Little gifts arrive at unexpected times, and who doesn’t like presents?
Imagine friends stopping by to drop off birthday gifts for you, leaving them on your kitchen counter. Imagine that you let those gifts pile there, unopened. Dust gathers on the wrapping. Crumbs fall on them as you prepare food; the ribbons become spotted with wayward splashes from the sink.
Does this seem ridiculous? I can’t fathom ignoring a pile of gifts with my name on them. It’s as crazy as throwing out Halloween candy (well, at least the little chocolate bars – fruit chews I can do without).
Please put on your metaphor hat, if you haven’t already.
It’s one thing to be given a gift. It’s another thing to receive it.
Until I open the gift, examine it, try it on and use it I haven’t really received it. It is mine, all right. But until I truly accept the gifts I’ve been given, they just gather dust waiting for me to notice them.
I can think of gifts I have given to others that weren’t well received. Sometimes it was disappointing, sometimes annoying, and sometimes truly hurtful. I put time and effort into choosing (and in some rare cases, even making) something special for someone, only to never see it worn/used/displayed.
On the other hand, is there any better feeling than to see someone I love cherishing a gift I’ve given? The child to can’t sleep without that teddy I chose, the friend who looks fabulous in that scarf and wears it often. A thank-you is appreciated, but to actually see a present I selected be used and enjoyed is the best evidence of gratitude.
Back to the presents on the counter, the ones with our names on them that we are ignoring. What stops us from opening them?
I don’t want it. (Too bad – it is yours now so you have to decide what to do with it. It is your responsibility.)
I don’t deserve it. (Maybe, maybe not. That doesn’t change the fact that you own it. Why waste it?)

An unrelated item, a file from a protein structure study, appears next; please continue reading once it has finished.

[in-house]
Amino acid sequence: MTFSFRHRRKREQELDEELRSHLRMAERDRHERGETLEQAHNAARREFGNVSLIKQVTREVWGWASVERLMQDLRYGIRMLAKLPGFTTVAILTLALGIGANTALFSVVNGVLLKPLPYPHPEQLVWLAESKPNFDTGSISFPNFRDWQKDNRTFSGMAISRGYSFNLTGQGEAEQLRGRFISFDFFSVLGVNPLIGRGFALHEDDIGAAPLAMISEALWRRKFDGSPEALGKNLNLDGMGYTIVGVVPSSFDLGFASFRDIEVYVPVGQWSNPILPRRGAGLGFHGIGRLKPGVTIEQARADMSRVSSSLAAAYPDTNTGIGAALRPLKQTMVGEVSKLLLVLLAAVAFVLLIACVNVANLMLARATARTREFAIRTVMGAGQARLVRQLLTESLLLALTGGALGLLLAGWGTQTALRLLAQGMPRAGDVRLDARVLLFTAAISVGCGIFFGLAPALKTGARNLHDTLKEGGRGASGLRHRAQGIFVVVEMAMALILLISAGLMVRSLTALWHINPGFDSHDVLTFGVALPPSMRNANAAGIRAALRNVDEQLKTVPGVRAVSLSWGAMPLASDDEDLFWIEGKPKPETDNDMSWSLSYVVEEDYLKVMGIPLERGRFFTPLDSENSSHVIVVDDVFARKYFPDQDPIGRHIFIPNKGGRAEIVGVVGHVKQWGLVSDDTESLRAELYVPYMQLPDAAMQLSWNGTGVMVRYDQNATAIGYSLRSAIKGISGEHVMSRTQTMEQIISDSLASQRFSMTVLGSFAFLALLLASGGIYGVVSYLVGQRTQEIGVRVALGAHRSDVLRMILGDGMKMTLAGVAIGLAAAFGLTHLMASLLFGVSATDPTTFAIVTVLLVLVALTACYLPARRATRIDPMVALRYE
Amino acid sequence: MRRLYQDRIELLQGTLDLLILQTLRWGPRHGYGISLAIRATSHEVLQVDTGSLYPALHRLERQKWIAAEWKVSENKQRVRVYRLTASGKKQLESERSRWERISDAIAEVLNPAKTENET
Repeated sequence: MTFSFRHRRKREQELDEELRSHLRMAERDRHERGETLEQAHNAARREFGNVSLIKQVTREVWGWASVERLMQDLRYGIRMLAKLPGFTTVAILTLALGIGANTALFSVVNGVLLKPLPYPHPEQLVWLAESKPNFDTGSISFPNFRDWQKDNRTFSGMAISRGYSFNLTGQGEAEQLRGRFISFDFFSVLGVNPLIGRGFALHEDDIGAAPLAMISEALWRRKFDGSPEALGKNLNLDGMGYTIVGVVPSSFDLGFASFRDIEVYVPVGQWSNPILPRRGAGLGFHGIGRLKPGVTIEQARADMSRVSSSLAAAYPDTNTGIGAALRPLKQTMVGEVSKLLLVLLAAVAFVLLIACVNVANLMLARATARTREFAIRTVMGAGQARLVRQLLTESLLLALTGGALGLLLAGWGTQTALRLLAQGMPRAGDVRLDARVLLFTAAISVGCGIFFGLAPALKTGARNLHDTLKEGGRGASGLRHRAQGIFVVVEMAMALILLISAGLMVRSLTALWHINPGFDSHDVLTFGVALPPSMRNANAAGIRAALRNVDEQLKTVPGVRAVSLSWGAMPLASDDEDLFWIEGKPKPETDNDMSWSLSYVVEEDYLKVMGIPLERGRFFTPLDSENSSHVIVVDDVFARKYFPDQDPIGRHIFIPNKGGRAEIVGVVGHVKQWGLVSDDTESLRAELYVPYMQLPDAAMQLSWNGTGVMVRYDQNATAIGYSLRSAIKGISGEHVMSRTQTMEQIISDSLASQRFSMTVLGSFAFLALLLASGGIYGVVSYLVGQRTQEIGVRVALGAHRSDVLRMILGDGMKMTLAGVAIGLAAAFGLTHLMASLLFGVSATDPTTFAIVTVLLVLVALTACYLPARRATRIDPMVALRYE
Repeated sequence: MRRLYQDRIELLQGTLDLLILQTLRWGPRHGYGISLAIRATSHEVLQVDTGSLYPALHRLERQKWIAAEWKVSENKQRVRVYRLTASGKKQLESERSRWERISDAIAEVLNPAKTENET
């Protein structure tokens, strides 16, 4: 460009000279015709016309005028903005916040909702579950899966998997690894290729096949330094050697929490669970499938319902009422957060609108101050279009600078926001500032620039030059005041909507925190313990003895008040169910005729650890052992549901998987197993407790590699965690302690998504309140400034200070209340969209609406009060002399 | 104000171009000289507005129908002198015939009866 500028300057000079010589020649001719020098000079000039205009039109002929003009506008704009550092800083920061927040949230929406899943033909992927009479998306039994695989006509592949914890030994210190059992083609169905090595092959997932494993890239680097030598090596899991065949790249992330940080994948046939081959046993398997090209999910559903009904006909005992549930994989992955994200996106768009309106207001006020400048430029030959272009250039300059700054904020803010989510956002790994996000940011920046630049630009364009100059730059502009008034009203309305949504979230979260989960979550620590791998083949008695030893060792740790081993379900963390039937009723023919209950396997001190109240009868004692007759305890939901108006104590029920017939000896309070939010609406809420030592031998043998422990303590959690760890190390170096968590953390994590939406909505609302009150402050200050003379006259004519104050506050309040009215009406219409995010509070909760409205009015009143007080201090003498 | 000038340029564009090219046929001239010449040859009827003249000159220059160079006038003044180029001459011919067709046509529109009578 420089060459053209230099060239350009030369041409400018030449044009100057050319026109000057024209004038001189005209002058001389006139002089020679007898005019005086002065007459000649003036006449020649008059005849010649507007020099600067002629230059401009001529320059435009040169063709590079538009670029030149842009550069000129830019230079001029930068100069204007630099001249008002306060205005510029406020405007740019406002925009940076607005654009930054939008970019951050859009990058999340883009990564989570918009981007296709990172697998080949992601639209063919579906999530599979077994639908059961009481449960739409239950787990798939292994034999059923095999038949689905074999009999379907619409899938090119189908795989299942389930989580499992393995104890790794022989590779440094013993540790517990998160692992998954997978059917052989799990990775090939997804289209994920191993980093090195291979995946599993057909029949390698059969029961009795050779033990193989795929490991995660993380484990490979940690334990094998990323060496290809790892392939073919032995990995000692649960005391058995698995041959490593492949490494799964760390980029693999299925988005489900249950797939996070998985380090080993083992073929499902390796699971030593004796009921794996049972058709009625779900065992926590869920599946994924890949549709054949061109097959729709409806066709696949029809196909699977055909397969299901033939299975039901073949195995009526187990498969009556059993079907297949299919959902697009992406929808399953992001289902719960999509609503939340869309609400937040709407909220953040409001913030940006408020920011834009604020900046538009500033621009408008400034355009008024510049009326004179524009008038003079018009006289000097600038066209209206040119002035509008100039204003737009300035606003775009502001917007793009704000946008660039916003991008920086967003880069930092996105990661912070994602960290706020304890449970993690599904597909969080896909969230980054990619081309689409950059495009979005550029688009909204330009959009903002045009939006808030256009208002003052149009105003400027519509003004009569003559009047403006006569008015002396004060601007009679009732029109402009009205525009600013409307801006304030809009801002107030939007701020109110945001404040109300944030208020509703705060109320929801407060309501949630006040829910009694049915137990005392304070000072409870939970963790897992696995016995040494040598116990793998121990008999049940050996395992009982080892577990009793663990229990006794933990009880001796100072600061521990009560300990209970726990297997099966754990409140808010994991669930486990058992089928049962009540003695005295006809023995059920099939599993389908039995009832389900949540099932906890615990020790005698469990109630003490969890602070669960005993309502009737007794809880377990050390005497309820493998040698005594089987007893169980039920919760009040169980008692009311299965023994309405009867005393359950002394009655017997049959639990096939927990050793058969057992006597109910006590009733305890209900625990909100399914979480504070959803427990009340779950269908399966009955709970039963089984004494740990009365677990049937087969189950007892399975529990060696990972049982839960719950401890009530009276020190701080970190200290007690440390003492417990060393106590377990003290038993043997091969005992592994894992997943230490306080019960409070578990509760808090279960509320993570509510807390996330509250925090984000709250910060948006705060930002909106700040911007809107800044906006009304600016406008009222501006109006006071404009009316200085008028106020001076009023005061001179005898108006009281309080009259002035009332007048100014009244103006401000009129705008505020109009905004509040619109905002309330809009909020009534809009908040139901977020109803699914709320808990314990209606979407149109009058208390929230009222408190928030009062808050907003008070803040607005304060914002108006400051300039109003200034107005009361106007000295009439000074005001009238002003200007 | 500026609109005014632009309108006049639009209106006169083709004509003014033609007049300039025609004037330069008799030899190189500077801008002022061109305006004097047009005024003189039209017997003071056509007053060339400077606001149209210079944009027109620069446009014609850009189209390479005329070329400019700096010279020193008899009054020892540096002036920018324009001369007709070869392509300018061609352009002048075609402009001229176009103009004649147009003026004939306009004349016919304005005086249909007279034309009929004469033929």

I might not like it. (Only one way to find out. Give it a whirl. Someone chose it for you for a reason.)
It’s going to be too much work. (You are working around it as you leave it on the counter. Why not transfer some of that effort?)
I didn’t ask for it. (True, but it was given to you just the same. You own it.)
I’m afraid of what’s inside. (Ahhhh. Silly child. Why would someone who loves you given you something bad? And what is the worst that can happen? If you don’t like it, you can change it to suit you or find another use for it.)
In order to quit drinking, I have realized that I used wine as a tool for comfort, and I needed comfort because I wasn’t acknowledging things that were bothering me. Sometimes I confuse denial with strength. I mistake animation for joy. And for the past decade, I was confusing numb with comfortable.
Giving up alcohol has meant finding other ways to comfort myself, and also decreasing the constant need for comfort by clarifying my thinking and behaviour.
The funny part is, I really am a happy, bubbly person. I am strong. I’ve always considered those special gifts. Yet I had to muck through how to still be myself while not ALWAYS being happy and strong. I don’t want to be sad or weak, but sometimes it is necessary and called for.
I want to be liked, that’s my comfort zone. Happy, strong, liked. Now I am learning that I can’t trade “liking how I feel” for “being liked”. If I fake being happy or strong in order to be liked, I will create discomfort within myself and that’s when the cravings start.
What I need is a way sort out if I am being authentic.
So I shuffle through the pile on my metaphorical kitchen counter to see if there is a forgotten gift there that might be of use and ah, there it is: discernment.
I blow the dust off the bow and remove the treasure from its wrapping. It is tucked in my pocket for now, and I can pull it out whenever needed.